Nutritional concerns in aboriginal children are ...
|Title||Nutritional concerns in aboriginal children are similar to those in non-aboriginal children in Prince Edward Island, Canada|
|Author(s)||J. P. Taylor, V. Timmons, R. Larsen, F. Walton, J. Bryanton, K. Critchley, M. J. McCarthy|
|Journal||Journal of the American Dietetic Association|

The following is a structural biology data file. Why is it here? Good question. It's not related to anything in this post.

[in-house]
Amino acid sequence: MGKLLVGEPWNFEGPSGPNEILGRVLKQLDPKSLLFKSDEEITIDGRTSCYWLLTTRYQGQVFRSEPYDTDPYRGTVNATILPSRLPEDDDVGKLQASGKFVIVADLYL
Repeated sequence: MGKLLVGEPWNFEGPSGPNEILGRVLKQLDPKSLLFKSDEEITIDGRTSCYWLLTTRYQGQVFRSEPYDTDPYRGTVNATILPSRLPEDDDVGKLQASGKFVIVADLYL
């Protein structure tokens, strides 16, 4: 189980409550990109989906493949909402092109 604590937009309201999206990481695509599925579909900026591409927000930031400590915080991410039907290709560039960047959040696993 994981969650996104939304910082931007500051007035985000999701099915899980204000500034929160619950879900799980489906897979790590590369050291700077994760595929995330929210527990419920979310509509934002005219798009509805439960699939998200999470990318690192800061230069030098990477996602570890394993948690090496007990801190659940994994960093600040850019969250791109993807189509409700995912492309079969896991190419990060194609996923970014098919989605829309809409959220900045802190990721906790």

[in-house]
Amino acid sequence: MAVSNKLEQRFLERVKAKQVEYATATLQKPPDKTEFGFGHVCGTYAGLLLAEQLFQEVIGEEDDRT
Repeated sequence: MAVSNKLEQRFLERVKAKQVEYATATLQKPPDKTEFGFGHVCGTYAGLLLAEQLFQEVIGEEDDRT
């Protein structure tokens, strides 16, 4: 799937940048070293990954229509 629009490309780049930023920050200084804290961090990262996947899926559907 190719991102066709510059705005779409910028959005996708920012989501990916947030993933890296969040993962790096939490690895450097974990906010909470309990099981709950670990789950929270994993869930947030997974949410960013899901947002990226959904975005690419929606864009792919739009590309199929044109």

|Abstract||Objective To assess food consumption among aboriginal children living on Mi’kmaq reserves in Prince Edward Island, Canada. Design Data were collected as part of a larger study of health perceptions and behaviors in Mi’kmaq children and youth ages 1 to 18 years. Food consumption was assessed using a self-administered food frequency questionnaire during an in-home interview. Subjects/setting Fifty-five children living on a reserve (53% of total population) ages 9 to 18 years. Statistical analyses performed The number of servings of milk products, vegetables and fruit, and snack foods/beverages was calculated by adding the responses to the frequency of consumption of foods assessed in each group. χ2 analysis was used to assess differences in food consumption according to sex and age. Results Only one child reported consuming the recommended minimum of five vegetables and fruit daily (Canada’s Food Guide to Healthy Eating, 1992) (mean [±standard deviation]=2.8±1.1 servings). Twenty-five (49%) of the children consumed three or more servings of milk products daily (mean=2.6±1.3 servings). Approximately half of the children had three or more snack foods/beverages daily (mean=3.1±2.2 servings). Younger children (grades 4 to 6) consumed more cereal, peanut butter, and yogurt than older children. There were no significant differences in food consumption between boys and girls. Conclusions Our findings are consistent with past reports in aboriginal children. However, except for higher consumption of french fries, results are similar to recent surveys of other Prince Edward Island school children, suggesting a province-wide rather than cultural health issue.|
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